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Relationship between Type 2 Diabetes and Atherosclerotic Cardiovascular Disease

Jan 11, 2020
 
Editor: David L. Joffe, BSPharm, CDE, FACA

Author: Andrew Daoud, PharmD Candidate, Florida A&M University

Investigating the high number of deaths of patients with diabetes from atherosclerotic cardiovascular disease.

The researchers of the study note that there is a correlation between type 2 diabetes and cardiovascular diseases. The study utilizes approximately 160,000 participants in this study to try and identify if the relationship between the two is causal. For the individuals that are suffering from diabetes, cardiovascular diseases remain a major threat to their lives because of the rate at which it causes their deaths. The main diseases that have been noted to be the major contributors to the death of diabetes patients include coronary heart disease, peripheral arterial disease, and ischemic stroke.  The main issue in the article is that it is still unclear on whether there exists a causal effect, or if there are any other risks, which may include genetics, that might be associated with the correlation. The authors note that the existing trial evidence on the correlation is inconclusive and thus cannot be entirely relied on to make conclusions. Most of the studies that have highlighted the issue have based their studies on populations with European ancestry. China presents higher cases of people suffering from hemorrhagic stroke compared to western populations, and thus there is a need to examine the association using this population. The researchers use data from China Kadoorie Biobank in the study to examine the relationship and also compare associations specifically in the European and Chinese populations.

The study population involved the enrollment of 512,713 Chinese adults. The age bracket of this study population was between 30 and 79. There were ten main study areas, half of them consisting of those from urban areas while the other half was made up of rural areas. The information collected included data about the lifestyle of the people, their medical history, as well as current medication, using questionnaires in the process. Various recordings were taken, including the collection of blood samples to understand blood pressure and anthropometry. Some follow-ups were instituted, and this happened annually through the local residential and administrative records. The information obtained from the follow-ups included the deaths that had taken place and even the cause of the deaths.  Diabetes was diagnosed through self-reporting of those people who had been previously affected as well as the checking of the plasma glucose concentration. Considerations for intracerebral hemorrhage and major coronary events were considered in diagnosing CVD. Both observation and genetic analyses were conducted by the researchers using the SAS. This was to assess the heterogeneity between the associations of the European and Chinese populations.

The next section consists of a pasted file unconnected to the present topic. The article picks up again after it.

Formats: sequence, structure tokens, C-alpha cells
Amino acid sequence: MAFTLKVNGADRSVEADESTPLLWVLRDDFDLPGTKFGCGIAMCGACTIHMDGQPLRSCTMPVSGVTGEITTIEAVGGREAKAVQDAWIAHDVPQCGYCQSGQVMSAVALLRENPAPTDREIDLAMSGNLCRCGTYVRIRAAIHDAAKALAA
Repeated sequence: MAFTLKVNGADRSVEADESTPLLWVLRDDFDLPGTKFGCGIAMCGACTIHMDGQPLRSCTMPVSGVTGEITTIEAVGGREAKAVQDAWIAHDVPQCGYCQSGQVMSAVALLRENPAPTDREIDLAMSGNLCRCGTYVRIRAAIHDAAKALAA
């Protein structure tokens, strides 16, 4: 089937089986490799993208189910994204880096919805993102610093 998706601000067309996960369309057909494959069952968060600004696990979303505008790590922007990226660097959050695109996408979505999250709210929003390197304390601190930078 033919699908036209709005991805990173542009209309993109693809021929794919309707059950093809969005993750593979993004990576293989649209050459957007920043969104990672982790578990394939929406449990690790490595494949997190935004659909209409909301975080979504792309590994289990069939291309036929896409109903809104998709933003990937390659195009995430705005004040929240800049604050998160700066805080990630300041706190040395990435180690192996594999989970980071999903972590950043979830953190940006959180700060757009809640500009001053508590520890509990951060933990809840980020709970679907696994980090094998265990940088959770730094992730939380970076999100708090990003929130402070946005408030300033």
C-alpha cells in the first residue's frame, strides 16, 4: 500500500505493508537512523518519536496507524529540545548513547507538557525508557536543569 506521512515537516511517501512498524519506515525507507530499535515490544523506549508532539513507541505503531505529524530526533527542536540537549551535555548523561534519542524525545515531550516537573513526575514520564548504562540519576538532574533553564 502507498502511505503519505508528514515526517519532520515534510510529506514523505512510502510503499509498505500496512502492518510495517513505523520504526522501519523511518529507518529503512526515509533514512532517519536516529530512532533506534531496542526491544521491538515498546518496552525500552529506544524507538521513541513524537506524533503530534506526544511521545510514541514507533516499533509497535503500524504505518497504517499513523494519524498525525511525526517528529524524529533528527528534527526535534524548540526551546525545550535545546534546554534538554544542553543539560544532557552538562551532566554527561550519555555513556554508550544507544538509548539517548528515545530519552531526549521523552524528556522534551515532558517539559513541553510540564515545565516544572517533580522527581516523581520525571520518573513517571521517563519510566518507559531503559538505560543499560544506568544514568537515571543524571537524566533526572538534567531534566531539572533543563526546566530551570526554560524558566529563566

The results indicated that those individuals with type 2 diabetes were much older, and they were likely to be residents of the urban areas. Adiposity, blood pressure, and higher plasma total cholesterol were noted in this population. It was also prevalent that those who had type 2 diabetes had a family history of CVD or prior CVD. Another observation is that there was a modest genetic correlation between type 2 diabetes and ASCVD among the Chinese populations that were used in the study. The study is key in understanding the association between genetic predisposition to type 2 diabetes as well as the causal relationship that might exist with various diseases such as CBVD, cerebral, and coronary manifestations. There was no direct link between the predisposition of type 2 diabetes and the risk of having ICH. From the study, it is suggestive that there is a relationship between type 2 diabetes and CHD because of the pathway role that it plays towards the development of type 2 diabetes. From observations made through this study, it is easy to note that there are variations with the previous studies that were done on the subject. What makes the study strong is that most of the observations have been made on a single population and also involve a non-European ancestry, which is a factor that has been non-existent before. The general conclusion from the study is that there is a causal relationship between type 2 diabetes and the subclinical ASCVD. It is important to find ways to manage type 2 diabetes as a way of reducing the greater risk of death being caused by ASCVD.

Practice Pearls:

  • There was a modest genetic correlation between type 2 diabetes and ASCVD among the Chinese populations in the study.
  • Those who had type 2 diabetes had a family history of CVD or prior CVD.
  • There is a causal relationship between type 2 diabetes and the sub clinical ASCVD.

Reference for “Relationship between Type 2 Diabetes and Atherosclerotic Cardiovascular Disease”:
Gan, Wei et al. “Genetic Predisposition To Type 2 Diabetes And Risk Of Subclinical
Atherosclerosis And Cardiovascular Diseases Among 160,000 Chinese Adults.” Diabetes 68.11 (2019): 2155-2164. Web. 22 Nov. 2019.

 

Andrew Daoud, PharmD. Candidate of Florida Agricultural & Mechanical University School of Pharmacy

 

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